Within the DISC framework, the athlete at Patrick’s seminar presented as a ‘high D’, measuring high in the Dominance style. What this means is that he is naturally driven by results, is assertive and is at his best when driving performance in himself and others. Essentially, in making the significant adaptation to focusing all of his effort on his “teammates and pleasing everyone”, it was drawing energy away from his performance and contribution to the team which came at a huge cost by causing him stress and affecting his training. Essentially, the athlete was experiencing an energy cost. Knowing the difference between your Natural and Adapted DISC Style, and more importantly, knowing when to use them, is crucial for high performance.
Discovering DISC’s Value in Sport
Patrick was first exposed to DISC while working with a Physical Therapist who specialized in helping competitive golfers.
“He would offer the DISC Profile to clients who were having trouble with their mental game. I was privileged to sit in on the consulting sessions, and was impressed by how the DISC Model could help the client change their behavior and thought process when approaching their sport,” Patrick said.
“I had experiences with another profile, which focused more on communication, and teaching people about their “pure” personality type. In researching DISC, I came to understand that it differs significantly as it is a behavioral model.
“I had read an article on Bo Hanson when he first spoke at the US Rowing Convention about DISC, so I looked up Athlete Assessments. I signed up to be trained as a consultant because I felt it would enhance my current job as a strength and conditioning coach and rowing coach.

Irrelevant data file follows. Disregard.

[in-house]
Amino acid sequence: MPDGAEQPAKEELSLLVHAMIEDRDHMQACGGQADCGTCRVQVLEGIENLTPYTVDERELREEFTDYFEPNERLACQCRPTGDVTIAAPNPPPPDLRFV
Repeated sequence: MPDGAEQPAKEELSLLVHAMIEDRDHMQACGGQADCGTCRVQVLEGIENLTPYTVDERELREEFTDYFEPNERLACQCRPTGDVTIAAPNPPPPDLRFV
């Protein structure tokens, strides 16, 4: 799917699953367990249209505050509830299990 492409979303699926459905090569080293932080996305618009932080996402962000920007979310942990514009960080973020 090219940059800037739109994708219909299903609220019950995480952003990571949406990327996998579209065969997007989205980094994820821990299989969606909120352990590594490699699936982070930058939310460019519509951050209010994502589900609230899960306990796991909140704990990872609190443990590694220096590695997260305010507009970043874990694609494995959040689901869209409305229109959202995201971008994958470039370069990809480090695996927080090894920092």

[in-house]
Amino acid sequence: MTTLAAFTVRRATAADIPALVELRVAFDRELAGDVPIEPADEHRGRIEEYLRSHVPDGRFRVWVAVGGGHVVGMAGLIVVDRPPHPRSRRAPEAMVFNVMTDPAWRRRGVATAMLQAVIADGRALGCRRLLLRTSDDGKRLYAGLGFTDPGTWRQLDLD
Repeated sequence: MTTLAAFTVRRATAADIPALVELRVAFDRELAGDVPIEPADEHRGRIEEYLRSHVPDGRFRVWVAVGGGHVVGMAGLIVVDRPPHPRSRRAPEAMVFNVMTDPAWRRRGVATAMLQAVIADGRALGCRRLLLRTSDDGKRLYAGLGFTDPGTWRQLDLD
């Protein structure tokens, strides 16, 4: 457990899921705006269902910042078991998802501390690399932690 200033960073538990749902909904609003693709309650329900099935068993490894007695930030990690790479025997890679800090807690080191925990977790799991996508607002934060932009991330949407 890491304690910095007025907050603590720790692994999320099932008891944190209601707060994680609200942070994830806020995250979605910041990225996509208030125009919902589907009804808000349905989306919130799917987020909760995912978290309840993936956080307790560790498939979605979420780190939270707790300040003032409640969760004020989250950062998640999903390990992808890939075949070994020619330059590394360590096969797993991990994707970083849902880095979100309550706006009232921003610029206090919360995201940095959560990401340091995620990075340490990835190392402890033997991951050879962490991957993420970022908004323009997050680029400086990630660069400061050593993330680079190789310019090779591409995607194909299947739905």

“Through my training I realized that AthleteDISC and CoachDISC could be delivered faster and had a much quicker impact on my clients and athletes because it did not question the client’s “root” personality. Instead it focused on changing their behavior.
“In using AthleteDISC with my athletes I have already seen a huge difference. It makes things simple for the athlete because they realize they don’t have to “act” a certain way, especially when achieving MORE success. Through my own profile, I realized that I was “pressing” for results and not tapping into my strengths as a competitor. I attribute this to part of my downfall in falling short at the 2008 Olympic Trials, and I now use it as a good story going forward when teaching others.
“I feel that AthleteDISC and CoachDISC have been the missing components in me finally connecting with my clients and athletes. Having the ability to truly build up and highlight their strengths in a short amount of time leads to great success in the long run.”
DISC: Behavior v Personality
One of the reasons DISC is so successful as an assessment tool is that it focuses on behavior rather than personality. While personality plays a major role in how someone behaves, it is more about who you are while behavior is about what you do and how you act.